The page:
Reliability, Maintainability and Risk

 Reliability, Maintainability and Risk

Reliability, Maintainability and Risk

Following the first three editions of Reliability, Maintainability in Perspective, it was renamed, in 1993, Reliability, Maintainability, and Risk. The sixth edition, in 2001, incorporated material from my PhD studies into common cause failure and into the correlation between predicted and achieved field reliability. Once again, the time has come to update the material as a result of continuing developments in the field of Reliability and Functional Safety.

The techniques explained in this book apply equally to both reliability and safety engineering and can also be used to optimize maintenance strategies. The collection of techniques concerned with reliability, availability, maintainability, and safety is often referred to as RAMS.
A single defect can easily cost as little as £500 in diagnosis and repair if it is detected early in production, whereas the same defect in the field may well cost several thousands of pounds to rectify. If it also transpires that the failure is a design fault, then the cost of redesign, documentation, and retest may well be in tens or even hundreds of thousands of pounds. This book emphasizes the importance of using reliability techniques to discover and remove potential failures early in the design cycle. Compared with such losses, the cost of these RAMS activities is easily justified.

It is the combination of reliability and maintainability that dictates the proportion of time that any item is available for use or, for that matter, is operating in a safe state. The key parameters are failure rate and down time, both of which determine the failure costs. As a result, techniques for optimizing maintenance intervals and spares holdings have become popular since they lead to major cost savings. “RAMS” clauses in contracts, and in invitations to tender, are commonplace. In defence, telecommunications, oil and gas, and aerospace, these requirements have been specified for many years. More recently, the transport, medical, and consumer industries have followed suit. Furthermore, the raft of guidance, and legislation, in the liability and safety areas provides strong motivation for this type of assessment. Much of the activity in this area is the result of European and other standards and guidance documents. These are described where relevant.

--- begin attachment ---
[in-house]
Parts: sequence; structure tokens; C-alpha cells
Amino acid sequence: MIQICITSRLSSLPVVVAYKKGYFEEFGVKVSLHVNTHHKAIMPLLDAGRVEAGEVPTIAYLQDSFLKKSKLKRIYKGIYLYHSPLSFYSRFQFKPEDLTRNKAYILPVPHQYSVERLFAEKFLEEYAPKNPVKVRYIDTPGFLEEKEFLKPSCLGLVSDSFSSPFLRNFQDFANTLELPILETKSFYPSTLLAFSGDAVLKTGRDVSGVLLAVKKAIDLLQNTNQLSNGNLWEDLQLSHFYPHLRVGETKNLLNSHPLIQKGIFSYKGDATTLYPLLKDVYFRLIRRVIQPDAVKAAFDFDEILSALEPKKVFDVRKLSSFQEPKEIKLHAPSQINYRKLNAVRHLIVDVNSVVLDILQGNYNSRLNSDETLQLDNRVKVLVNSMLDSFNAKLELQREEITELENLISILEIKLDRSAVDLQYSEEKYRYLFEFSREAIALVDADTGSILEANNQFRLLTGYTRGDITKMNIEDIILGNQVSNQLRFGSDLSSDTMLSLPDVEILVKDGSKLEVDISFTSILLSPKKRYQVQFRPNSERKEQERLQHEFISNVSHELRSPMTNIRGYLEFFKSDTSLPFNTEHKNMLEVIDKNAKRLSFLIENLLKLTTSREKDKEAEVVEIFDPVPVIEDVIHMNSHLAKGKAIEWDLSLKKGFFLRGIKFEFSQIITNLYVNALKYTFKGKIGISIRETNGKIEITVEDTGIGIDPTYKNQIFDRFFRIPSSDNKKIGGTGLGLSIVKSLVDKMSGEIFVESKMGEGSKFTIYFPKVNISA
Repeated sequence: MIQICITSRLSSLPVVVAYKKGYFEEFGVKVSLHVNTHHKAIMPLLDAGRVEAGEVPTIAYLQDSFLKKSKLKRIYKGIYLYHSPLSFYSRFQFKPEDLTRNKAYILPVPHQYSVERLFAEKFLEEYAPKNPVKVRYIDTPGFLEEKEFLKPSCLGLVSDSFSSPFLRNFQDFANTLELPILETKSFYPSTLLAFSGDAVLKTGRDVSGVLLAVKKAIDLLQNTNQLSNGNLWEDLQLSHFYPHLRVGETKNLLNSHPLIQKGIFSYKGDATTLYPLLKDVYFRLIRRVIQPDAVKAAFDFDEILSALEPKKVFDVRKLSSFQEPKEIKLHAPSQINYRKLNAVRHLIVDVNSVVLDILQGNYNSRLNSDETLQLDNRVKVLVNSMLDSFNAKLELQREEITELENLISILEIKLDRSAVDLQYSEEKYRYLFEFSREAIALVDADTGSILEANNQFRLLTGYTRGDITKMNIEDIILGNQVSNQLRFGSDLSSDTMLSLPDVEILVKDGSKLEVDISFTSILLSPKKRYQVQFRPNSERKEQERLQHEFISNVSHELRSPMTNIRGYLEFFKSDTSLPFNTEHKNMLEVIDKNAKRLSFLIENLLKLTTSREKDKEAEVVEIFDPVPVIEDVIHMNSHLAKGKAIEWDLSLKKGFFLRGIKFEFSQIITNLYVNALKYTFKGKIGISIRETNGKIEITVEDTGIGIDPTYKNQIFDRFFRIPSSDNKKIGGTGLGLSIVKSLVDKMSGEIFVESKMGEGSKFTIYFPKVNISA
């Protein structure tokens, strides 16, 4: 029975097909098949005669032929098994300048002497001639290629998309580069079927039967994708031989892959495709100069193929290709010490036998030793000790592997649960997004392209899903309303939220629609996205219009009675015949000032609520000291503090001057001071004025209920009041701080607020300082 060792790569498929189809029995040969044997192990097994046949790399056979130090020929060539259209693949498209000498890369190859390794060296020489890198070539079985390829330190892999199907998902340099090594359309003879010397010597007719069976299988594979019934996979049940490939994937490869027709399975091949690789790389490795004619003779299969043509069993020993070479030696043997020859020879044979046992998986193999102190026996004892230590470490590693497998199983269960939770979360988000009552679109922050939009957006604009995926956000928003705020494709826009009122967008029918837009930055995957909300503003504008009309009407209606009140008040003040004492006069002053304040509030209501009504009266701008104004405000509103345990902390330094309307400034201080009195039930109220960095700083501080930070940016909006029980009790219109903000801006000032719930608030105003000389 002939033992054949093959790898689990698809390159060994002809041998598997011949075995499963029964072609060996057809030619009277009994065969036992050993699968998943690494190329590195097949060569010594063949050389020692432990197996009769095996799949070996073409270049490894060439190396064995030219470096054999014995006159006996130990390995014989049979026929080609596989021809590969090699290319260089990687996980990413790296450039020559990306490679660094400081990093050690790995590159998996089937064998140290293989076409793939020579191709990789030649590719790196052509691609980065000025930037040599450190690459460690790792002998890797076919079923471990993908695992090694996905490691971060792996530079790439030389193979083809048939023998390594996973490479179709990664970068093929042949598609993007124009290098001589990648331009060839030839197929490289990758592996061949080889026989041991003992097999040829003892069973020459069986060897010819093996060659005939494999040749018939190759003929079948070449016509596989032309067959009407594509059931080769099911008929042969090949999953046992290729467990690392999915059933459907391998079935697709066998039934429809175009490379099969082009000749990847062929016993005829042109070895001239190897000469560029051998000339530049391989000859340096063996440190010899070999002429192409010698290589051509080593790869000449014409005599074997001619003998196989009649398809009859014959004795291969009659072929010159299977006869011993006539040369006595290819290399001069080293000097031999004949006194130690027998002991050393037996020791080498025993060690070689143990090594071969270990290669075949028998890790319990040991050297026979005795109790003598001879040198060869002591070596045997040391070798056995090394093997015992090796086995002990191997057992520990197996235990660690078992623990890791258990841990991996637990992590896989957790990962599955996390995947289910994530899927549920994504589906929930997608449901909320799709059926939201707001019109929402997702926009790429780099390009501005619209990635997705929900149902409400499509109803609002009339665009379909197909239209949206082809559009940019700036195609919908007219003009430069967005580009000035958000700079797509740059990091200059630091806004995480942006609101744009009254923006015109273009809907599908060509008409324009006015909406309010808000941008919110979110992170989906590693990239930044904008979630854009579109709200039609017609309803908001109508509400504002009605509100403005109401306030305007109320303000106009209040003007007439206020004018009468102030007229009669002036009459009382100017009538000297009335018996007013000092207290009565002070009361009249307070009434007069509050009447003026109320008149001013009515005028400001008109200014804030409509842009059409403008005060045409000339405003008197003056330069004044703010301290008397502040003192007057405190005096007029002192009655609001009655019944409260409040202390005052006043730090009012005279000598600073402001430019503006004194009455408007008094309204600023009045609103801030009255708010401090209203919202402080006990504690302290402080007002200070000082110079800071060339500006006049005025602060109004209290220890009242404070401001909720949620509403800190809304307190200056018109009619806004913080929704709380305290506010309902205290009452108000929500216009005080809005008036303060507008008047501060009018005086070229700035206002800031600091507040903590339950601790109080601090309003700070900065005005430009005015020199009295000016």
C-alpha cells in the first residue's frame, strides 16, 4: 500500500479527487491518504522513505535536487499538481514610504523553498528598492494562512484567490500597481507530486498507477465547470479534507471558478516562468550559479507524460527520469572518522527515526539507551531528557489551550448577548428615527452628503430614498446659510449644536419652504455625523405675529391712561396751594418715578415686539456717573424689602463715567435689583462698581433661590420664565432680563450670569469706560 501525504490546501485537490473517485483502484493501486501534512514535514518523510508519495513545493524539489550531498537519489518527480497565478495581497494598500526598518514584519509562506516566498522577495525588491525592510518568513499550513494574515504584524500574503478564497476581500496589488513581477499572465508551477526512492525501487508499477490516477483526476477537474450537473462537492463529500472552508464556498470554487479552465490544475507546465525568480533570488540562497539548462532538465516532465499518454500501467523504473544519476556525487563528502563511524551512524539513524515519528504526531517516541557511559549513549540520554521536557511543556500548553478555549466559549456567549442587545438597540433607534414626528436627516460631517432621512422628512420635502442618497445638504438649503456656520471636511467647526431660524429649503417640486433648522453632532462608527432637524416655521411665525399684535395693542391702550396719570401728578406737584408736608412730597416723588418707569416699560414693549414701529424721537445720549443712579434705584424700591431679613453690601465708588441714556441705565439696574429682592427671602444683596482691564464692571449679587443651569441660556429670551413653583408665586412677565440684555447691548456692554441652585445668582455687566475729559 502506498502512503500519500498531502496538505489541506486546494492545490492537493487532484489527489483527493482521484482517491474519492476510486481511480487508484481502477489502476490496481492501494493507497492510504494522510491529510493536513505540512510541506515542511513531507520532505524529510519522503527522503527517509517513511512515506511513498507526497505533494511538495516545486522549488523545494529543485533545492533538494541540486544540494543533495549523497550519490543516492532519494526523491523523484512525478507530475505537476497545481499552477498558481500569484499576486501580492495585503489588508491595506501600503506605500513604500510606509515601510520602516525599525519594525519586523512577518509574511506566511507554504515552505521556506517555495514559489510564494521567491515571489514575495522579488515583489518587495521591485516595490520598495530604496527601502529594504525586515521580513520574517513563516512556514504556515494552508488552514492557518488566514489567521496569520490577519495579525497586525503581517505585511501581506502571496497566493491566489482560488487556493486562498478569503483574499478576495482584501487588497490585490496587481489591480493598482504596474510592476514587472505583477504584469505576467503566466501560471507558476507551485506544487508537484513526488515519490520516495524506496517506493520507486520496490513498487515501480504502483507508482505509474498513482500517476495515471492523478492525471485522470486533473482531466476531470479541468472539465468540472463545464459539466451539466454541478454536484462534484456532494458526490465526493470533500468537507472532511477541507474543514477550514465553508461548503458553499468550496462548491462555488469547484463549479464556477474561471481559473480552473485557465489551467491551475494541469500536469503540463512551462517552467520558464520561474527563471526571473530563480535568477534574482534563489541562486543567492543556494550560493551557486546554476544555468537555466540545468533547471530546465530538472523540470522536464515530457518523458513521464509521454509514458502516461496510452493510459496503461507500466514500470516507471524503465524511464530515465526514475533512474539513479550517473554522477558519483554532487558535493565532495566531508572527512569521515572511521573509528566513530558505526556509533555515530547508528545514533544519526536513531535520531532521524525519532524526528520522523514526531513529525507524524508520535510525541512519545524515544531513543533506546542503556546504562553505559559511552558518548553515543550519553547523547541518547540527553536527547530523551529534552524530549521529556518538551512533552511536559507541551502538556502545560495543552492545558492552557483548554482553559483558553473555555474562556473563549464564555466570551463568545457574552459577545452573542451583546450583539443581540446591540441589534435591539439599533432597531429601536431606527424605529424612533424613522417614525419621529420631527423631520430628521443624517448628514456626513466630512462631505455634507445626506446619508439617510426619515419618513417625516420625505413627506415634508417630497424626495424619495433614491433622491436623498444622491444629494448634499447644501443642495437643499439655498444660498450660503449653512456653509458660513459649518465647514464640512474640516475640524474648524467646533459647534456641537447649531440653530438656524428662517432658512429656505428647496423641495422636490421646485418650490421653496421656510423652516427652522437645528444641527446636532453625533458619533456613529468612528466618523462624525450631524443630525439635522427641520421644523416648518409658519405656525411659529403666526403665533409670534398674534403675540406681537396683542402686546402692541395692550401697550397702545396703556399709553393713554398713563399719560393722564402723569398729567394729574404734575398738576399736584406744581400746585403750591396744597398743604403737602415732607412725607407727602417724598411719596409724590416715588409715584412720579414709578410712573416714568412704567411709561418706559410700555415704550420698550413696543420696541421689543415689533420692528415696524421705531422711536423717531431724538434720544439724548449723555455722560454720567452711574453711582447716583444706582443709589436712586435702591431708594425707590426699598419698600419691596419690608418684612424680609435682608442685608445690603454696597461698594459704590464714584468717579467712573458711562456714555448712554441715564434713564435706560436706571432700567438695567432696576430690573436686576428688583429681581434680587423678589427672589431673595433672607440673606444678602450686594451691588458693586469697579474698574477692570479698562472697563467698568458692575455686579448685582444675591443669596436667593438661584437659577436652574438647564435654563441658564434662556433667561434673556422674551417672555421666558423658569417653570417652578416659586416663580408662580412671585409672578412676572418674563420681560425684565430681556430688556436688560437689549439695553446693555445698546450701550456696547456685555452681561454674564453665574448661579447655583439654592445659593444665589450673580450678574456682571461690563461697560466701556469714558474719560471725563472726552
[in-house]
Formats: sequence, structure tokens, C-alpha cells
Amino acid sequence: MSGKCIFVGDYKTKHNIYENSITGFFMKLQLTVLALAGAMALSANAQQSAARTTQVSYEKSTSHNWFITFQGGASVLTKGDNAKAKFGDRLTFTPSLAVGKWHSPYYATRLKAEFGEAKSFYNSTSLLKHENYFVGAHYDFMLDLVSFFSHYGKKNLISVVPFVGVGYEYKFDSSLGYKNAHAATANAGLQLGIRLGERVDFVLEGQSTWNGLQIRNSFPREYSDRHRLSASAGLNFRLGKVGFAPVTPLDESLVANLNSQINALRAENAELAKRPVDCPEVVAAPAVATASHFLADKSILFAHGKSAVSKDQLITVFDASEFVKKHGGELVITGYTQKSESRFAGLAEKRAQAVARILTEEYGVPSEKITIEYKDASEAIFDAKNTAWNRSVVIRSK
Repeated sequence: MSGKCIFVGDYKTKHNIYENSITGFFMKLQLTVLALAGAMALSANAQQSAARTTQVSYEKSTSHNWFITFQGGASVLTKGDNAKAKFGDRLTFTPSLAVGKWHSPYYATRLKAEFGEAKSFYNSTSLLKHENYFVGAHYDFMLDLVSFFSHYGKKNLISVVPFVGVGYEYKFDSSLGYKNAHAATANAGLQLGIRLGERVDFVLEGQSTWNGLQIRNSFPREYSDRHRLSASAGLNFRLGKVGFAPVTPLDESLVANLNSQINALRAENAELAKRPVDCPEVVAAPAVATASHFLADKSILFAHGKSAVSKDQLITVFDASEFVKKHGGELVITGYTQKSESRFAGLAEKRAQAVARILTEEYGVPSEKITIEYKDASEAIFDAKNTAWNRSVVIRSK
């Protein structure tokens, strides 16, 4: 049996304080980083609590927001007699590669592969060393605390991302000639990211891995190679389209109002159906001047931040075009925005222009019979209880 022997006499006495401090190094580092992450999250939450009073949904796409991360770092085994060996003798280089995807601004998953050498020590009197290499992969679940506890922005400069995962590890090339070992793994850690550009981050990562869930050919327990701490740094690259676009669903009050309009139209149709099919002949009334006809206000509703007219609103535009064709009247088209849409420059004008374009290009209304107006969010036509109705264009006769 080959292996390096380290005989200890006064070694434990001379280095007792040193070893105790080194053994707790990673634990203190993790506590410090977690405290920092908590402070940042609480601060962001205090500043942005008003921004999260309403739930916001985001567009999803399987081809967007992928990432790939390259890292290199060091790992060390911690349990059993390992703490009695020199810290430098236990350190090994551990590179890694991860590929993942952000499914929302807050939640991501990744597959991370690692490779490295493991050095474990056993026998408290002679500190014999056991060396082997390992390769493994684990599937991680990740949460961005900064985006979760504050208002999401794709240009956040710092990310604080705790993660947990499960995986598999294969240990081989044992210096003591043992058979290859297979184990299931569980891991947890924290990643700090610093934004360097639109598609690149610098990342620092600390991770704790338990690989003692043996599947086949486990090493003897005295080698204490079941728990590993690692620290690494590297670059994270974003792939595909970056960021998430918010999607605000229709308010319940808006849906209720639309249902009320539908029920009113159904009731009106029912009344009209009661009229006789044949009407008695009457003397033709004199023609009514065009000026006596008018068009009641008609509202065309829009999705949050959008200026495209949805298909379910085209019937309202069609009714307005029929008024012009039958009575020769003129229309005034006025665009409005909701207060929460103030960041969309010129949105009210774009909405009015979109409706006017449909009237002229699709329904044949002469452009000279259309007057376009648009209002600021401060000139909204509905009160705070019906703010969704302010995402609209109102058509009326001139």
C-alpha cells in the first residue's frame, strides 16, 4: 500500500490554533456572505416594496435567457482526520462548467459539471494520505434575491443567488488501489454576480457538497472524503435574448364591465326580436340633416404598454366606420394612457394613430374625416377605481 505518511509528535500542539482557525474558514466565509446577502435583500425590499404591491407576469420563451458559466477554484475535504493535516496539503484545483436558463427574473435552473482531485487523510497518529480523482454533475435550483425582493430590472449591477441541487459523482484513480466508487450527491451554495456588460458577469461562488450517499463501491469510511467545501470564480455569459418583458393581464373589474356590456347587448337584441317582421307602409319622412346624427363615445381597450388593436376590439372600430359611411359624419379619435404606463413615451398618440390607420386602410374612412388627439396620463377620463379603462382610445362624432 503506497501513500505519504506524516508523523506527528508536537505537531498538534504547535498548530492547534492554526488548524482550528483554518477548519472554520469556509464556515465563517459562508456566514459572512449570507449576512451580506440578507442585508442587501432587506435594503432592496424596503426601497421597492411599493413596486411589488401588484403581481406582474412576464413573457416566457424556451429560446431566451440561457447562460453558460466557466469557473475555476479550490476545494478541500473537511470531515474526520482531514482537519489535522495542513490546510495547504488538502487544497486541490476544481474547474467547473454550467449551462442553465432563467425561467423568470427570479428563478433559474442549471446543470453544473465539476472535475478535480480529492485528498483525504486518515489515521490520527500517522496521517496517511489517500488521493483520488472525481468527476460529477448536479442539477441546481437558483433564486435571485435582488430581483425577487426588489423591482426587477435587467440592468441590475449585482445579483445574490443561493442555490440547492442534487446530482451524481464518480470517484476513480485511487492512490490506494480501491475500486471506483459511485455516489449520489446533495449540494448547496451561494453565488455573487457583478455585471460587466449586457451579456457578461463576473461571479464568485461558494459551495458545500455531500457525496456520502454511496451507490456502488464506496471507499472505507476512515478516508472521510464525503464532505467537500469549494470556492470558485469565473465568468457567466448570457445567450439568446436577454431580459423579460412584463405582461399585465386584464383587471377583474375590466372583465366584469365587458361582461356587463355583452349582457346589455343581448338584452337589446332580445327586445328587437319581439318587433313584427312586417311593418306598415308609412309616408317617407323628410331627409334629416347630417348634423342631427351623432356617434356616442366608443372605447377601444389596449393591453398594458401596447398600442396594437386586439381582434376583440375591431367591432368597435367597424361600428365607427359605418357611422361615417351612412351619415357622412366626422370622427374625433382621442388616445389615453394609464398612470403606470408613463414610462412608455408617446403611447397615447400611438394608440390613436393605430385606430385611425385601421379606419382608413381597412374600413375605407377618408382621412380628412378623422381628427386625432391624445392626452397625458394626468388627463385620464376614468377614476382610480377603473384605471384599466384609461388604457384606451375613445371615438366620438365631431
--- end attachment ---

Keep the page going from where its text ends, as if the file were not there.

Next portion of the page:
Software tools have been in use for RAMS assessments for many years and only the simplest of calculations are performed manually. This tenth edition mentions a number of such packages. Not only are computers used to carry out reliability analysis but are themselves the subject of concern. The application of brogrammable devices in control equipment, and in particular safety-related equipment, has widened dramatically since the mid-1980s. The reliability/quality of the software, and the ways in which it could cause failures and hazards,is of considerable interest. Chapters 17 and 22 cover this area.
Quantifying the predicted Reliability/Availability, although important in pinpointing areas for redesign, does not of itself create more reliable, safer, or more easily repaired equipment.

Too often, the author has to discourage efforts to refine the “accuracy” of a reliability prediction when an order of magnitude assessment would have been adequate. In any engineering discipline, the ability to recognize the degree of accuracy required is of the essence. It happens that RAMS parameters are subject to wide tolerances and, thus, judgments must be made on the basis of one- or, at best, two-figure accuracy. Benefit is only obtained from the judgment and subsequent follow-up action, not from refining the calculations.

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